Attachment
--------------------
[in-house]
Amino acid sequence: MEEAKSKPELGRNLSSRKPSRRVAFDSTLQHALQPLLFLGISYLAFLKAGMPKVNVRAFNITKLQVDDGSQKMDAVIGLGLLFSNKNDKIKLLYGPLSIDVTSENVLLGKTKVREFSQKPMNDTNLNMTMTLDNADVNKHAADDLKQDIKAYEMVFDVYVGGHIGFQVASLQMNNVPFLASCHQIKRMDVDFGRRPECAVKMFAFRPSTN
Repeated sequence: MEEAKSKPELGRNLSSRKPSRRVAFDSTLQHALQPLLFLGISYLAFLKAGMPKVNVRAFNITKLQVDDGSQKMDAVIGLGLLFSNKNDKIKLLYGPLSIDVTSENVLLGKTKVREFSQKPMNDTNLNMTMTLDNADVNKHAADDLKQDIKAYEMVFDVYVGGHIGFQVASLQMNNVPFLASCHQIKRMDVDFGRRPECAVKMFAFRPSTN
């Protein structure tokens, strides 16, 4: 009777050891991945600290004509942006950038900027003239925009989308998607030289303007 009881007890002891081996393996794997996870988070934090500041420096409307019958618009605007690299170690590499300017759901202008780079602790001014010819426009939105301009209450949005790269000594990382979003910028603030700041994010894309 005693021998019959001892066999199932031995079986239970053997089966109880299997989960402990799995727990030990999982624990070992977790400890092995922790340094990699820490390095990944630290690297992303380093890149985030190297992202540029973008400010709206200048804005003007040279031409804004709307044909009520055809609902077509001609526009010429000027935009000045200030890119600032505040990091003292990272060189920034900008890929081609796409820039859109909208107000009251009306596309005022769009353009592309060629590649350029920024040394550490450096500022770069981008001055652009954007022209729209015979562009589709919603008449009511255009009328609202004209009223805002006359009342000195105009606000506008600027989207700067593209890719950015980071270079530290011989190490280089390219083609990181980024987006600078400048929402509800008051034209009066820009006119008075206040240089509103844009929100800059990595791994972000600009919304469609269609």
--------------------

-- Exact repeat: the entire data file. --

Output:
[in-house]
Amino acid sequence: MEEAKSKPELGRNLSSRKPSRRVAFDSTLQHALQPLLFLGISYLAFLKAGMPKVNVRAFNITKLQVDDGSQKMDAVIGLGLLFSNKNDKIKLLYGPLSIDVTSENVLLGKTKVREFSQKPMNDTNLNMTMTLDNADVNKHAADDLKQDIKAYEMVFDVYVGGHIGFQVASLQMNNVPFLASCHQIKRMDVDFGRRPECAVKMFAFRPSTN
Repeated sequence: MEEAKSKPELGRNLSSRKPSRRVAFDSTLQHALQPLLFLGISYLAFLKAGMPKVNVRAFNITKLQVDDGSQKMDAVIGLGLLFSNKNDKIKLLYGPLSIDVTSENVLLGKTKVREFSQKPMNDTNLNMTMTLDNADVNKHAADDLKQDIKAYEMVFDVYVGGHIGFQVASLQMNNVPFLASCHQIKRMDVDFGRRPECAVKMFAFRPSTN
């Protein structure tokens, strides 16, 4: 009777050891991945600290004509942006950038900027003239925009989308998607030289303007 009881007890002891081996393996794997996870988070934090500041420096409307019958618009605007690299170690590499300017759901202008780079602790001014010819426009939105301009209450949005790269000594990382979003910028603030700041994010894309 005693021998019959001892066999199932031995079986239970053997089966109880299997989960402990799995727990030990999982624990070992977790400890092995922790340094990699820490390095990944630290690297992303380093890149985030190297992202540029973008400010709206200048804005003007040279031409804004709307044909009520055809609902077509001609526009010429000027935009000045200030890119600032505040990091003292990272060189920034900008890929081609796409820039859109909208107000009251009306596309005022769009353009592309060629590649350029920024040394550490450096500022770069981008001055652009954007022209729209015979562009589709919603008449009511255009009328609202004209009223805002006359009342000195105009606000506008600027989207700067593209890719950015980071270079530290011989190490280089390219083609990181980024987006600078400048929402509800008051034209009066820009006119008075206040240089509103844009929100800059990595791994972000600009919304469609269609």